The Evolution and Consequences of Sex-Specific Reproductive Variance
Charles Mullon, Max Reuter, Laurent Lehmann

Abstract

Natural selection favors alleles that increase the number of offspring produced by their carriers. But in a world that is inherently uncertain within generations, selection also favors alleles that reduce the variance in the number of offspring produced. If previous studies have established this principle, they have largely ignored fundamental aspects of sexual reproduction and therefore how selection on sex-specific reproductive variance operates. To study the evolution and consequences of sex-specific reproductive variance, we present a population genetic model of phenotypic evolution in a dioecious population that incorporates previously neglected components of reproductive variance. First, we derive the probability of fixation for mutations that affect male and/or female reproductive phenotypes under sex-specific selection. We find that even in the simplest scenarios, the direction of selection is altered when reproductive variance is taken into account. In particular, previously unaccounted for covariances between the reproductive outputs of different individuals are expected to play a significant role in determining the direction of selection. Then, the probability of fixation is used to develop a stochastic model of joint male and female phenotypic evolution. We find that sex-specific reproductive variance can be responsible for significant changes in the course of long-term evolution. Finally, the model is applied to an example of parental care evolution. Overall, our model lays the foundation for the evolutionary analysis of social traits in finite and dioecious populations, where interactions can occur within and between sexes under a realistic scenario of reproduction.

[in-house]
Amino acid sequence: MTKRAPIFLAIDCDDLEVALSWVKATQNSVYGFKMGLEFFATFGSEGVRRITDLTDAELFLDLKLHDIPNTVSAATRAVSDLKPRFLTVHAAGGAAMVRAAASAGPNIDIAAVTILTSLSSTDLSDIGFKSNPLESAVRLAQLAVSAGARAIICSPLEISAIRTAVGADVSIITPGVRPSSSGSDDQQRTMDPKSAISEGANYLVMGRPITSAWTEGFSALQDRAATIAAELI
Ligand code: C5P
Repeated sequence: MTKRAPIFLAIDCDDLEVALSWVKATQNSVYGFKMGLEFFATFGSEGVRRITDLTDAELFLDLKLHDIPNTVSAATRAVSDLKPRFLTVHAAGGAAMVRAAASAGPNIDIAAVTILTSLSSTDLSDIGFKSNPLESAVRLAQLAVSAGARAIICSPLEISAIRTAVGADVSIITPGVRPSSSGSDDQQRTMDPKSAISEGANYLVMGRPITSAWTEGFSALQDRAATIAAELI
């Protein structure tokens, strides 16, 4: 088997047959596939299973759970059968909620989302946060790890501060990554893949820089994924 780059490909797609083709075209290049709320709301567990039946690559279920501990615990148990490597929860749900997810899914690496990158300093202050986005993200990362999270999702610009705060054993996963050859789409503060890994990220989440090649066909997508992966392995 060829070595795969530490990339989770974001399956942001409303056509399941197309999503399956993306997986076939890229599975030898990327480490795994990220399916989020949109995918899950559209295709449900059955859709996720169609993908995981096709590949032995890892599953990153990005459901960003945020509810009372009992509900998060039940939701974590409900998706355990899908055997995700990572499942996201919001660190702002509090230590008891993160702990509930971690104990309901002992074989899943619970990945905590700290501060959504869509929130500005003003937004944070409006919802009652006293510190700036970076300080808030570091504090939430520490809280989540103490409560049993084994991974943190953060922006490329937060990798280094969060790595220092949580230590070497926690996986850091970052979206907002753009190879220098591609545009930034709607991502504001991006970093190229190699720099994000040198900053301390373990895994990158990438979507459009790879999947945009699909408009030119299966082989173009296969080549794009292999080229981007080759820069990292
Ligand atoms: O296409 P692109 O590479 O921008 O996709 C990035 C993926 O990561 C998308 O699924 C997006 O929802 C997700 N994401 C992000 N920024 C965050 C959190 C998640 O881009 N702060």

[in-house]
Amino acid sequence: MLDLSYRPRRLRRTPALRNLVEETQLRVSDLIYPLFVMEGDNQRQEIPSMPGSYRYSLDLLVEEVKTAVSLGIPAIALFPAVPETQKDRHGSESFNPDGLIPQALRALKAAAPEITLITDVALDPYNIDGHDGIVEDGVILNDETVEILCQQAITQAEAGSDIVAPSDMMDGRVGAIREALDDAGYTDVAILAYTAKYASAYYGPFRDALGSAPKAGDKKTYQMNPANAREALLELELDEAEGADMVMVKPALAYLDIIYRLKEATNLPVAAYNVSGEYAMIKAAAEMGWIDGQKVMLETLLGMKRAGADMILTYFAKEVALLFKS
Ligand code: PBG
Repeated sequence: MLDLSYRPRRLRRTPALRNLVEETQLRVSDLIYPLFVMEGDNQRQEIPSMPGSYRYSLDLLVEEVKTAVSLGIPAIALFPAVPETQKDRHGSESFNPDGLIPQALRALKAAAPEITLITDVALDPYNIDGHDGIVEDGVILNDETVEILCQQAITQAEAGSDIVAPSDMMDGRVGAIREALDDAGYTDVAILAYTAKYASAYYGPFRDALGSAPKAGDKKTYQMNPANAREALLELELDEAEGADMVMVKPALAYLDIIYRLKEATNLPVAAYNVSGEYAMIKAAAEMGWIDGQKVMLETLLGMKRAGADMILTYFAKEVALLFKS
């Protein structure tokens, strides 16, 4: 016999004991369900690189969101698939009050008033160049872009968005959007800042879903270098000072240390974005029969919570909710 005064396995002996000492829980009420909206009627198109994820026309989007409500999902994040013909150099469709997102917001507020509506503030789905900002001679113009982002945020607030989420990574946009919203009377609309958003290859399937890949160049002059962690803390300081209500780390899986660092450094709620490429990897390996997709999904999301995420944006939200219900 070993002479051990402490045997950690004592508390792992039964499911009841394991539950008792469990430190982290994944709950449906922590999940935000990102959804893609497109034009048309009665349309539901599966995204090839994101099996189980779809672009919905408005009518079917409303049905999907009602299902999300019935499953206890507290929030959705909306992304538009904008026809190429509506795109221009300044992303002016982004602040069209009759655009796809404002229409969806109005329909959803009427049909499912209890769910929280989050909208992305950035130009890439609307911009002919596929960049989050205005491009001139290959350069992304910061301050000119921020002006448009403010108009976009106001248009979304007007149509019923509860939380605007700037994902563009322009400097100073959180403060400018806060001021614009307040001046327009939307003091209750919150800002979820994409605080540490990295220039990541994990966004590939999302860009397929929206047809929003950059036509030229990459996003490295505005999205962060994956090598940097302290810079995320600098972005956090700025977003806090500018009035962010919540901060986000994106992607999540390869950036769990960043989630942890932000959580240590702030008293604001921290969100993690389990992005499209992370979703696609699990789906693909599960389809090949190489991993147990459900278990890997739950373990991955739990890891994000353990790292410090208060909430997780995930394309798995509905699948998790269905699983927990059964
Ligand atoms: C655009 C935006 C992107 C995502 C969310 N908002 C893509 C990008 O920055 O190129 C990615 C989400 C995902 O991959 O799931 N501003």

• Received August 3, 2013.
  • Accepted October 16, 2013.